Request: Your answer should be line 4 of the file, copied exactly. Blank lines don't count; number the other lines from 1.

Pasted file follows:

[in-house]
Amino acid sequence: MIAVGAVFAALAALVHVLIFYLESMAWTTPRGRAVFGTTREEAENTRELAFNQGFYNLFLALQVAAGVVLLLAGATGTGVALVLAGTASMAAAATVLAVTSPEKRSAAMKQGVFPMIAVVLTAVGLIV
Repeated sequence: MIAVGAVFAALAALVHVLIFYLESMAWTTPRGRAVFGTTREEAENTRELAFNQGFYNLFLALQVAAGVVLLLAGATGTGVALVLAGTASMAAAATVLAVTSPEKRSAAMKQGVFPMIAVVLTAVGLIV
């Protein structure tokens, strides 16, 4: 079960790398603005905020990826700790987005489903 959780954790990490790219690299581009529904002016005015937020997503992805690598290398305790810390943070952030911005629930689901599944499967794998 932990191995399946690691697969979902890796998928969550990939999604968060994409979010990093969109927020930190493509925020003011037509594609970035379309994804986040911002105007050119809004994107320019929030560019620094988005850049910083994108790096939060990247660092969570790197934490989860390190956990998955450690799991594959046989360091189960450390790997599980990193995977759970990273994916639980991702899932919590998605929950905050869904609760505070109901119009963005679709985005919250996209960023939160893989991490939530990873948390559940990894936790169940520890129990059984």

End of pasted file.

């Protein structure tokens, strides 16, 4: 079960790398603005905020990826700790987005489903 959780954790990490790219690299581009529904002016005015937020997503992805690598290398305790810390943070952030911005629930689901599944499967794998 932990191995399946690691697969979902890796998928969550990939999604968060994409979010990093969109927020930190493509925020003011037509594609970035379309994804986040911002105007050119809004994107320019929030560019620094988005850049910083994108790096939060990247660092969570790197934490989860390190956990998955450690799991594959046989360091189960450390790997599980990193995977759970990273994916639980991702899932919590998605929950905050869904609760505070109901119009963005679709985005919250996209960023939160893989991490939530990873948390559940990894936790169940520890129990059984």